Shen Ta-niang (沈大娘) has an unusual name, which has led to laughs and confusion about his gender, but the peculiar name has also given him positive publicity and helped boost his company’s business.
Looking to turn his fortune around a few years ago, the 37-year-old reverted to his original birthname, Shen Ta-niang. Taniang (大娘) refers to the wife of an elder paternal uncle or is used as a term of endearment, denoting a family matron, an aunt or a grande dame.
It has confounded many people, with Shen often responding with: “I am ‘Mr’ Shen,’ and no, I am not a woman. Yes, it is my real name.”
Shen said that at birth, “Ta-niang” was the name given by his father, a Malaysian-Chinese, who chose it based on the hierarchy order in the family’s genealogy book. However, his mother refused to go along, reasoning that giving their son a feminine name was inappropriate, and changed it to the more neutral Shen Chung-min (沈中敏).
Shen said he was not a diligent student and preferred spending time playing or hanging out with friends. When he was in his 20s, he changed his name to Shen Shuang-lin (沈雙琳), meaning “double lin,” because his two former girlfriends both had “lin” (琳) in their names.
Shen took on different jobs over the years, including working as a chauffeur, car wash operator, truck service deliveryman and mobile phone salesman, and he even opened an eatery. However, his jobs were unsteady and he did not make much money. When he fell into debt, he went into hiding, but was caught and served time in jail. Moreover, his marriage ended in divorce.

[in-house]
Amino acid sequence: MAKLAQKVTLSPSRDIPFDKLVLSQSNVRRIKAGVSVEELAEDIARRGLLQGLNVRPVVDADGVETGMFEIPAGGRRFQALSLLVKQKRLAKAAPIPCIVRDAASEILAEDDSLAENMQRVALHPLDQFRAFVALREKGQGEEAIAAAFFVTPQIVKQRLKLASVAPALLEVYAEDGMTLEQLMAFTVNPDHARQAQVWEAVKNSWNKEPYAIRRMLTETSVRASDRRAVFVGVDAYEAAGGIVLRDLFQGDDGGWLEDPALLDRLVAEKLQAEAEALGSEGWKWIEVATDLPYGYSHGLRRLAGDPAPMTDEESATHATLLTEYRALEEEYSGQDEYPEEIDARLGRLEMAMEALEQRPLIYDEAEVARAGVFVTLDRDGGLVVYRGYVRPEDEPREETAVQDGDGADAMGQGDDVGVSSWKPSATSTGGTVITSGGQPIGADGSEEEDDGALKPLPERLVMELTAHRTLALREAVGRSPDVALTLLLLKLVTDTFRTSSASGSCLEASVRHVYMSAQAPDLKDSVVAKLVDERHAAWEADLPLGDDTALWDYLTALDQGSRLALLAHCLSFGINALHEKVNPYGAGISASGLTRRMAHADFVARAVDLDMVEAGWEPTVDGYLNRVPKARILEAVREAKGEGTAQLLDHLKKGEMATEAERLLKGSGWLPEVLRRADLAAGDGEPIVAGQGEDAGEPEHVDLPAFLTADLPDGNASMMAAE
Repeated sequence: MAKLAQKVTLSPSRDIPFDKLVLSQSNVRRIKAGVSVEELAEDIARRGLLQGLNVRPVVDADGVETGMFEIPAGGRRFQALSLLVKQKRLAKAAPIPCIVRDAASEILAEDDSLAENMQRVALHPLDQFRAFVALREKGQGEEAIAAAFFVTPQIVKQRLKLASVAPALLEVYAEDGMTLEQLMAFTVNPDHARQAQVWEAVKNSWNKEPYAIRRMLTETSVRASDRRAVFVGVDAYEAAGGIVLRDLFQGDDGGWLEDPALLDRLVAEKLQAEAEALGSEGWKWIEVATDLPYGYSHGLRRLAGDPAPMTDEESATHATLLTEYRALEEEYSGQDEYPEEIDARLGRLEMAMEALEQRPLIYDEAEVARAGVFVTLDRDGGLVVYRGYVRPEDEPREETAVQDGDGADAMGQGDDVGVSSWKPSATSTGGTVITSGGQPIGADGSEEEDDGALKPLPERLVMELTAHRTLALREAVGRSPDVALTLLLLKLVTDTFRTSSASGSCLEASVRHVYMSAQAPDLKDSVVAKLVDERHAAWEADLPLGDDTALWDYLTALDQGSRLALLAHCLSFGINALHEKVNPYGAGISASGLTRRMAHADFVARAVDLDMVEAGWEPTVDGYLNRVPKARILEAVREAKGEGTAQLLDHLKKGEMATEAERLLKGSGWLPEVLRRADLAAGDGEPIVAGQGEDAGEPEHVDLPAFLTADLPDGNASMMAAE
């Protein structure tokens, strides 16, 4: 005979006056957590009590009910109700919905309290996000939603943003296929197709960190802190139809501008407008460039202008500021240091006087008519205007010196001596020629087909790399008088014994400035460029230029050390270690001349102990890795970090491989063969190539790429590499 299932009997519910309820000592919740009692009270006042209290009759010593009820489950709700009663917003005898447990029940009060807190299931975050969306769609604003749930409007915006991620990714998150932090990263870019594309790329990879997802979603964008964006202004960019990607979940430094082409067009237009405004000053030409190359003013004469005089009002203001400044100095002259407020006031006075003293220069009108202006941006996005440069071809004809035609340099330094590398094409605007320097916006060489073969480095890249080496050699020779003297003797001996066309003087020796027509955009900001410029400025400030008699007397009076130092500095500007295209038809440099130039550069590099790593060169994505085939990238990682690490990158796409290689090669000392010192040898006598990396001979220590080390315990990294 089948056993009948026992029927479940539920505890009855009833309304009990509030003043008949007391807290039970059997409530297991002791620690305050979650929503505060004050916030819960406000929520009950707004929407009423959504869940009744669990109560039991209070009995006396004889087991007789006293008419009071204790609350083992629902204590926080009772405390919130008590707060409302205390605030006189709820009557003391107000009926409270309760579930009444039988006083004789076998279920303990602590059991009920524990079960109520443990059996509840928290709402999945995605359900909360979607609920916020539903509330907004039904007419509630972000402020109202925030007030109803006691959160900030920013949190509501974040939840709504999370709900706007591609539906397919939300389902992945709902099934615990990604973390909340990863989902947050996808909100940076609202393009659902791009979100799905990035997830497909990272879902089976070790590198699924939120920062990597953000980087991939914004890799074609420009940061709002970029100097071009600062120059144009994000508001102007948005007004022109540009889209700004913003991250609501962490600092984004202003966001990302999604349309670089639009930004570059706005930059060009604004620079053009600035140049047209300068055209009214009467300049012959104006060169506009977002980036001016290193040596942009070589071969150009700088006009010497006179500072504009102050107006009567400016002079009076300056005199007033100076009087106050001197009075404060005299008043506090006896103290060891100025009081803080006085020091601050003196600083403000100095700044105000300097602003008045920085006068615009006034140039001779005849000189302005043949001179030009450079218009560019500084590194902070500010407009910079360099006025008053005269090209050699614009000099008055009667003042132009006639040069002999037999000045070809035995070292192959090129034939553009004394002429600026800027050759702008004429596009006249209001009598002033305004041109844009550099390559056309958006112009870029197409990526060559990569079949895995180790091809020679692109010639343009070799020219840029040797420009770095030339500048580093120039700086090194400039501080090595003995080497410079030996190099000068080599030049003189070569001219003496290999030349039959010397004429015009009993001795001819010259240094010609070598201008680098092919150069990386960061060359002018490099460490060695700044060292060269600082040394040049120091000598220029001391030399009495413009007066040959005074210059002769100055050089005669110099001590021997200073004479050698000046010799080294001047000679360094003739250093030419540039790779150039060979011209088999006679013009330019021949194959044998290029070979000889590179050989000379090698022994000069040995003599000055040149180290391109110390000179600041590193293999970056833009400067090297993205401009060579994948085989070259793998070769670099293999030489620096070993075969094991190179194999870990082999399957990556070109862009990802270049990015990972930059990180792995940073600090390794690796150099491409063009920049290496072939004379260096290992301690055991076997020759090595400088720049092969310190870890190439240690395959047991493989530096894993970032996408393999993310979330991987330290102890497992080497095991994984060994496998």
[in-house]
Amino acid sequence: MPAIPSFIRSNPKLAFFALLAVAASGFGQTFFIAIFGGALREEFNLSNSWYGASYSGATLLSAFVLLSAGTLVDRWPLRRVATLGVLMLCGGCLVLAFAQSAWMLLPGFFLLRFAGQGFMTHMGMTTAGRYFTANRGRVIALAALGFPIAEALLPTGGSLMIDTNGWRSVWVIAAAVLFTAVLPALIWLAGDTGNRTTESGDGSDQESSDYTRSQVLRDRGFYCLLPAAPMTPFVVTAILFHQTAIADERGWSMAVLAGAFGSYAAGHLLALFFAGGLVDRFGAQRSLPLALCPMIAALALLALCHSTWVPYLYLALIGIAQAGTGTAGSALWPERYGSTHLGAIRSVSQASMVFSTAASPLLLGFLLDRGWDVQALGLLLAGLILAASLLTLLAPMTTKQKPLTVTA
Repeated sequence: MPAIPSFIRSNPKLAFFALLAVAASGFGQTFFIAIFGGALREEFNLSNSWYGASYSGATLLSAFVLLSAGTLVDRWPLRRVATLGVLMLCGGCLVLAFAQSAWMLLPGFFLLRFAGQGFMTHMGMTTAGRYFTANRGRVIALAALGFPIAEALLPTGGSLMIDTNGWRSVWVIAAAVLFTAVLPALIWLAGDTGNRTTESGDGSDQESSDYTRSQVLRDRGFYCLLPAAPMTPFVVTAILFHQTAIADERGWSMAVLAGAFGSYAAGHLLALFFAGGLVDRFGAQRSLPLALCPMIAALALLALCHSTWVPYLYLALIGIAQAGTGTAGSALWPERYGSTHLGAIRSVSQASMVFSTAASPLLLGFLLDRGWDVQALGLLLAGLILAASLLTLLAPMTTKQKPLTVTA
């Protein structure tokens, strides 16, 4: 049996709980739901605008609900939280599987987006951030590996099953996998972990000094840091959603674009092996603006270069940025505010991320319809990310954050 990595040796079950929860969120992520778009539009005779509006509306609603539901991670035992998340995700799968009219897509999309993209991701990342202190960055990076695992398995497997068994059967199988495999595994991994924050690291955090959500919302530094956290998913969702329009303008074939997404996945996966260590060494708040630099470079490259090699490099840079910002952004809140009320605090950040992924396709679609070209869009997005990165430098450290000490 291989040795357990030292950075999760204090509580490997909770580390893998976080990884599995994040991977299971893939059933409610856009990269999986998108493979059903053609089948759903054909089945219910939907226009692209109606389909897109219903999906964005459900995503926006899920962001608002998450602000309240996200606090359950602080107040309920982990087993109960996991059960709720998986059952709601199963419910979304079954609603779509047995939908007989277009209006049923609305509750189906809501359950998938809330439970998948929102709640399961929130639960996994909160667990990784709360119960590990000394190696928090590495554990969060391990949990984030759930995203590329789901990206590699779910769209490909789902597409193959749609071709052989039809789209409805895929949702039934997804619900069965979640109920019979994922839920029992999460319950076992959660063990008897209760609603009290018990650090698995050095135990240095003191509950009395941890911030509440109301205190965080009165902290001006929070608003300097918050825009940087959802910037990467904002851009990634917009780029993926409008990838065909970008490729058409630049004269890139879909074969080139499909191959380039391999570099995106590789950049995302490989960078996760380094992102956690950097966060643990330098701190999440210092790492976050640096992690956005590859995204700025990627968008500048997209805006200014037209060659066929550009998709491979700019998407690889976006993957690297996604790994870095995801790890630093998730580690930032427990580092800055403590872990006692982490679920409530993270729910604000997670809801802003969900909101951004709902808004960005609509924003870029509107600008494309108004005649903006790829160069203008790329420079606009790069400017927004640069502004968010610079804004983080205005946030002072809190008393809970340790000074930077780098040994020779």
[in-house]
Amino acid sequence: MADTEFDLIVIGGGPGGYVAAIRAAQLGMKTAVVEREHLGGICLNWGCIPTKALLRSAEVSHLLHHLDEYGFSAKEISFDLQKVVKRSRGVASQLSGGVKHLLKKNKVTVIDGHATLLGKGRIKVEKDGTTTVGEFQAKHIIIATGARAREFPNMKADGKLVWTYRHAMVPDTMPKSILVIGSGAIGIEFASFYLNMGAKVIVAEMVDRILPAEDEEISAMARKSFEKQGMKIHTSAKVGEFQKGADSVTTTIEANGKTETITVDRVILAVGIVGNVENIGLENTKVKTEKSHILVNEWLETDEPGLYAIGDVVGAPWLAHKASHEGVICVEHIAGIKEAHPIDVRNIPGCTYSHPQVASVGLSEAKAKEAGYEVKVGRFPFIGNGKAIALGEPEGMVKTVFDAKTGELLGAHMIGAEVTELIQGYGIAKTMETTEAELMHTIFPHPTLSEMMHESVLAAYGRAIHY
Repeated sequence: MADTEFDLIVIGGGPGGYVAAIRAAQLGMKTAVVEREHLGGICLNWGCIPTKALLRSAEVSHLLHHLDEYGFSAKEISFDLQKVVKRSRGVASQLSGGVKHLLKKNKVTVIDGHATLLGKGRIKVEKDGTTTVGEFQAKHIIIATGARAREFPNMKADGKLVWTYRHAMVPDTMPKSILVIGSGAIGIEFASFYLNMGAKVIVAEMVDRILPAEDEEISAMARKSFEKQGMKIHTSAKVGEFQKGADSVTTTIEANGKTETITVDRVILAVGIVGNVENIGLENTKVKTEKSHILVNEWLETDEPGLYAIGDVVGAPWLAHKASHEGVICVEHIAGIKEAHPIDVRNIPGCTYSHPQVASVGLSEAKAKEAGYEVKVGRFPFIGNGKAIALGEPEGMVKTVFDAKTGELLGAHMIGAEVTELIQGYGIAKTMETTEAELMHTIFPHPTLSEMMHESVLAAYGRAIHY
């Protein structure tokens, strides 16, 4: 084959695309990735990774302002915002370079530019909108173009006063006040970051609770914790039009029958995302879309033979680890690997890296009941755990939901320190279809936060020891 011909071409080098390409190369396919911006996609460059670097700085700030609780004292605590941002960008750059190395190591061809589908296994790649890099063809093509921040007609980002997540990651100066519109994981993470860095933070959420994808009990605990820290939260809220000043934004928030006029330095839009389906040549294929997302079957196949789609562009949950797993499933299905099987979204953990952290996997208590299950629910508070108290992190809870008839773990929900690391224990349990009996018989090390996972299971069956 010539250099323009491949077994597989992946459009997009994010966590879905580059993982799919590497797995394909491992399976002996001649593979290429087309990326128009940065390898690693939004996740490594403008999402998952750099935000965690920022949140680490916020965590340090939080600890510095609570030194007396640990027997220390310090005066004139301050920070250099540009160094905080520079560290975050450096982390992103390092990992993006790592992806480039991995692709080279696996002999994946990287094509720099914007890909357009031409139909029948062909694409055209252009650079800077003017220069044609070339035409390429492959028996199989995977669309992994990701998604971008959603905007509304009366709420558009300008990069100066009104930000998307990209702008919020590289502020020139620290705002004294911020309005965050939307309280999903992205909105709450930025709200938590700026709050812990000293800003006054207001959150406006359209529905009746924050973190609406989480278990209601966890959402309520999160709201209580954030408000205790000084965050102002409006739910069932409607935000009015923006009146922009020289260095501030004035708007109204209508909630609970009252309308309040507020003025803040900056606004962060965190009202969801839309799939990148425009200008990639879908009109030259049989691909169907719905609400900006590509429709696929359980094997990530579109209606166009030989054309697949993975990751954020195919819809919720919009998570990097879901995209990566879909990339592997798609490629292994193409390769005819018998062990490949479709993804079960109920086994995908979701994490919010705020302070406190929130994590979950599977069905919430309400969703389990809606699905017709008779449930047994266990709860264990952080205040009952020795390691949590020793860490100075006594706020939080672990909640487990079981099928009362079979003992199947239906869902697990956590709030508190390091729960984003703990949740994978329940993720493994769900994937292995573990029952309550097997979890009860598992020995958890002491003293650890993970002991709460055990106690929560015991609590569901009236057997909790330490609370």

Things changed about five years ago, when he found a new interest — balloon sculpting — twisting and shaping balloons to create colorful cartoon characters and sculptures. To make it in the balloon sculpting business, a balloon artist needs a nickname. Shen remembered his original birthname.
“My name is Ta-niang, but my personality is not at all niang [which means effeminate, when applied to men], but I like to talk just like a taniang,” Shen says when he introduces himself to customers.
Shen said the name was “cute” and a good fit for him, as friends also started to call him by this name.
Focused on becoming a balloon artist, Shen was determined to learn everything about making creative balloons. He bent and twisted balloons for up to eight hours a day, bruising his fingers at times.
With a new direction in life, Shen thought about changing his name again, to mark a clean break from the past. A fortune-teller once told him “Shen Ta-niang” can be a very good name, but it depends on the person using it. After thinking about it, he had his national identification card changed to “Ta-niang.”
Since that year, fortune has smiled on him, he said.
He joined an international event as a last-minute replacement — and won the championship title at the balloon artist competition in Malaysia. The year after, he was invited to an exhibition at the Taitung Art Museum.
As his work and balloon sculptures drew more public attention, Shen opened a business specializing in events and party decoration services. His business is doing well, generating monthly revenues of more than NT$200,000.
“After changing my name to Shen Ta-niang, I was reborn. Twisting balloons has brought happiness to other people and myself,” he said.
His name has benefited him in unusual ways. Sometimes when eating out and he tells people his name, those who think he is pulling their leg would put up a wager, which, of course, Shen wins when he pulls out his ID and show them his name. Thus, he has been treated several times to extra small side dishes for winning the bet.
“The name is easy to pronounce, it is interesting and memorable. People meeting me for the first time feel I am a nice, friendly guy,” Shen said.
At times, it is the cause of funny encounters. Shen said he would receive sales calls or inquiries on the phone, and they always refer to him as “Miss Shen.” When he corrects them by saying he is not Miss Shen, they sometimes change their tone, emphasizing each syllable, and say: “Yes, Miss Shen Tai-niang.”